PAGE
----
Perhaps you remember that Le Sacre du Printemps was used in the Disney film Fantasia and Stravinsky was invited to the studio for a private screening. He was offered a score as a courtesy but the maître politely declined, saying “I don’t need it; the score is in my head.” Oh, but it all changed, sir.... was the answer.(!)
Certainly nothing is changed here as the Le Sacre is played in its original form with instruments of the period by Les Siècles, a French orchestra formed by François-Xavier Roth. Do not be concerned about period instruments. Roth thoroughly researched the instruments of the period (around 1900) and his orchestra sounds every bit as good as a much larger modern orchestra.
Along with Le Sacre, the two other ballets were first presented in Paris between 1910 and 1913 as a celebration of Russian arts. A certain Russian impresario, Serge Diaghilev, was the mastermind and organizer, a “terrible, charming man who could make stones dance” as Debussy referred to him.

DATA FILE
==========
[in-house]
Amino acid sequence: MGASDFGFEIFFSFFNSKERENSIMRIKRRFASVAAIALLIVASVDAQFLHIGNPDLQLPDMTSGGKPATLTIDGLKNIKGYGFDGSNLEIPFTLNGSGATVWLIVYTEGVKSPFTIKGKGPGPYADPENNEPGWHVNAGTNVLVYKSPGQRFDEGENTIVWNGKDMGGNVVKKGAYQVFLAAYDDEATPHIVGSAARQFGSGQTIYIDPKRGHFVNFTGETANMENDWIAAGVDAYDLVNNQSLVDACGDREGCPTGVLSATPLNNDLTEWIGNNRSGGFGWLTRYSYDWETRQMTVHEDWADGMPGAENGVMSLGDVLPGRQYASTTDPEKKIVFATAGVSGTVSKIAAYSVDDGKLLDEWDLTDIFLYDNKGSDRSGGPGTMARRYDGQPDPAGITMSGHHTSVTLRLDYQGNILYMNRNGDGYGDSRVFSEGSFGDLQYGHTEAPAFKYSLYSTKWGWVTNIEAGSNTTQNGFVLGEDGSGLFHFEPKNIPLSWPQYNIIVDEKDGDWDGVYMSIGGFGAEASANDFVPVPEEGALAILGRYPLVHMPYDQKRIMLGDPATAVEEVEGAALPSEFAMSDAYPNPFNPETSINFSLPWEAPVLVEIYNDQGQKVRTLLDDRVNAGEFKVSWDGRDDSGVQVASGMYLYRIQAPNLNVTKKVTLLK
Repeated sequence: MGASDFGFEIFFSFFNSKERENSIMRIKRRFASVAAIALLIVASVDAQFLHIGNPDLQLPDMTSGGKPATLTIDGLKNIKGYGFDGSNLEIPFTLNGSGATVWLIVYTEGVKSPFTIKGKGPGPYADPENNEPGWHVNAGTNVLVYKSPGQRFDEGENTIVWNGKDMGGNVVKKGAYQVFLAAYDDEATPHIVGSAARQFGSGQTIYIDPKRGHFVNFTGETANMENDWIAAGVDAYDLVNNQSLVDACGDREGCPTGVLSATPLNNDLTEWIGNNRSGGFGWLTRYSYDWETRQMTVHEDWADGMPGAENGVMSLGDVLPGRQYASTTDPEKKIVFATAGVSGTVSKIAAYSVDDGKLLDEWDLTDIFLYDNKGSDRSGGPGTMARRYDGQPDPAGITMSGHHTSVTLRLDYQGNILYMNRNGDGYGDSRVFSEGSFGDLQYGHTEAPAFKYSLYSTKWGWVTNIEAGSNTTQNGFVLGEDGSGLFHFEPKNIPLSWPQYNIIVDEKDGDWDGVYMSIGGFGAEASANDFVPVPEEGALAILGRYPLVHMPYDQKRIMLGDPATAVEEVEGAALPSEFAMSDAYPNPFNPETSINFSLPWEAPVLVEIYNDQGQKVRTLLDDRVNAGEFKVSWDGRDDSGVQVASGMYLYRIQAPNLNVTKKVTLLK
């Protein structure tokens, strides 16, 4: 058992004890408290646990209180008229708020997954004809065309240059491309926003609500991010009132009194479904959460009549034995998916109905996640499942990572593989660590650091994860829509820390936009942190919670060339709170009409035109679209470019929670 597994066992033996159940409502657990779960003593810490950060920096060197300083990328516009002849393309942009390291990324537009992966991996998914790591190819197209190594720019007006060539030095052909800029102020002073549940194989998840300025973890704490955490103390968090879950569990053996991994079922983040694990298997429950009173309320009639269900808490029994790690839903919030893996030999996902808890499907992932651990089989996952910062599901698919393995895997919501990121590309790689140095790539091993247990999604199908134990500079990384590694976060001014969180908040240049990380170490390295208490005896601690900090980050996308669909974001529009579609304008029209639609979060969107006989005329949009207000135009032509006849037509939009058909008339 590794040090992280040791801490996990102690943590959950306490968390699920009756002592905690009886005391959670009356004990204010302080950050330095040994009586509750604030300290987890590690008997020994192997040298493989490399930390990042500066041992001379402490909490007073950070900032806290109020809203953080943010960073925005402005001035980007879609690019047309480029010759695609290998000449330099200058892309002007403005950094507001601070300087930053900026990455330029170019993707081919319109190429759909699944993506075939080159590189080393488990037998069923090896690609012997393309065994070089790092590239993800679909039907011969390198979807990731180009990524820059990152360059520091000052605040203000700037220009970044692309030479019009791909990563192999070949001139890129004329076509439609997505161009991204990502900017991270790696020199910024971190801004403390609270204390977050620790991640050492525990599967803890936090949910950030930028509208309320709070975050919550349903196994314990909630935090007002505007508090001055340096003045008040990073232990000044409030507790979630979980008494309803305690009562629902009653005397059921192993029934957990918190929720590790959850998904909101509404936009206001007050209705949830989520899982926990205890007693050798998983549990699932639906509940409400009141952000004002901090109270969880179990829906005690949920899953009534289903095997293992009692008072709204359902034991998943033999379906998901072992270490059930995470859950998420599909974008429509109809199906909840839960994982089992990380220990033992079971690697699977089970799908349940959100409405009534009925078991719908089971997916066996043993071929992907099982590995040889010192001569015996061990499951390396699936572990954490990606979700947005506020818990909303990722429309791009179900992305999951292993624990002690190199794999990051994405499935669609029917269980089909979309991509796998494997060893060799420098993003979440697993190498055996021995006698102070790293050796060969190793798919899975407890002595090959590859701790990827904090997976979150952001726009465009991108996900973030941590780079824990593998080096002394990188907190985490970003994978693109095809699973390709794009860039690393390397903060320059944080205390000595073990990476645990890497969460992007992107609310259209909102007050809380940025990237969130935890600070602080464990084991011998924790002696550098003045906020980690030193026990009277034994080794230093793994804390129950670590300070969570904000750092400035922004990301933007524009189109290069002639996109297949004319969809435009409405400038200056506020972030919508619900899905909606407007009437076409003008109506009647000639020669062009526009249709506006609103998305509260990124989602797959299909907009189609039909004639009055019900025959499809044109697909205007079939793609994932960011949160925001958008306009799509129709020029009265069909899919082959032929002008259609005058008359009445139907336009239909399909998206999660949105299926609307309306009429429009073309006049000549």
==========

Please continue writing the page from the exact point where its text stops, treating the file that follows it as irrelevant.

Paris at this time was a hothouse of invention in the arts and these ballets form a change, indeed a revolution, a turning point in the direction of music of the 20th century, Le Sacre especially. Inspired by rituals of pre-Christian, pagan Russia this is something the world had never heard before. It’s brutal, elementary, forceful, violent and upsetting.
The other two ballets are a bit more conventional but equally exciting and very colourful. The Firebird is based on a Russian fairy tale and Petrouchka conjures up a noisy village marketplace with a puppet theatre with three characters and a very sad story. A brilliant new recording.